upcoming



February 24, 7:30 pm
Center for Performance Research: 361 Manhattan Avenue, Brooklyn, NY, 11211

Radio gives order to chaos. Ask anyone on the street, “what is radio?”, and they’ll likely describe the radio spectrum, whose frequencies are leased and policed with bureaucratic rigor. But this commonplace experience of radio forgets the century of electrical, political, and commercial engineering that has domesticated such an enigmatic property of physics.

The cultural institution of broadcasting also gives order to chaos, domesticating drastic geopolitics into routine daily life. In Iceland and Aotearoa/New Zealand, radio has had an especially defining impact. The radio archives of these two “remote island nations” are full of little dramas in which the massive global forces of the last century play out on kitchen-counter stages.

Celeste Oram together with collaborators Ensemble Adapter and Keir GoGwilt present a zany live radio show that - with music, banter, and technological sleights of hand - plays between the gaps in this archive, and talks back to the 20th century from the vantage of the purportedly peripheral islands that they call home.

Iceland, Aotearoa, and the loose affiliation of island nations have all fared differently in the 20th century's sagas. But these island stories offer much to considerations of the future, and what constitutes personal & political self-determination in a globally indebted world. Because everywhere is far away from somewhere – yet no man, nor nation, is an island.



March 28, 7:30 pm
National Sawdust: 80 North 6th Street, Brooklyn, NY 11249

Developed over several years, Piano Realities is a spellbinding program of works for piano and electronics, created and produced in collaboration between soloist Ning Yu and Qubit. As one of the foremost pianists of her generation, Yu is a champion of adventurous contemporary works, particularly those that incorporate aspects of sonic technology. As such, this concert has been specifically designed to realize the full potential of National Sawdust’s Constellation audio system, a multichannel environment with dozens of speakers.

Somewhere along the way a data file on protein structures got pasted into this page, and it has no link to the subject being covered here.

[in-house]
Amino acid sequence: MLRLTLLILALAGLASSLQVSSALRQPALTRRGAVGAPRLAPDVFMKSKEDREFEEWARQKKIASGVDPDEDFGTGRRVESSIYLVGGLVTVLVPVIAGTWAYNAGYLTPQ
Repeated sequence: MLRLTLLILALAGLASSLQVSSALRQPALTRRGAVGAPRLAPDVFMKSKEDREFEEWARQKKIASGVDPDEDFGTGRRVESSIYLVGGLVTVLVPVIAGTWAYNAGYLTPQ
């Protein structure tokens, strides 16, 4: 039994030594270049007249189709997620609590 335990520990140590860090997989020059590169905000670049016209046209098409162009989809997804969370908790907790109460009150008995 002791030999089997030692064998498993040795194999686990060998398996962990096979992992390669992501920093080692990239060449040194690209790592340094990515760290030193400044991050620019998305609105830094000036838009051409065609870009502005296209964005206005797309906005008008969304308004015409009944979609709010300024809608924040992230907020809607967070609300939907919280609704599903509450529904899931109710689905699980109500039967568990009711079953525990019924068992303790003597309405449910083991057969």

The concert features work by a group of composers—all based throughout the US and Europe—centered around the relationship between the grand piano and spatial audio. Yu will perform excerpts from David Bird’s Iron Orchid, a piece they developed together closely over several years. Also featured is the US premiere of Joanna Bailie’s new work, Marblepark, which aims to create, in the composer’s words “an impossible [acoustic] space,” while Aaron Einbond’s Cosmologies places the listener at the center of a larger-than-life grand piano. The program also includes the world premiere of Heather Stebbins’ All Things That Disappear, as well as the first North American performance of Alec Hall’s A dog is a machine for loving, a powerfully emotional cycle for piano and pre-recorded sounds, based on different dogs in his life.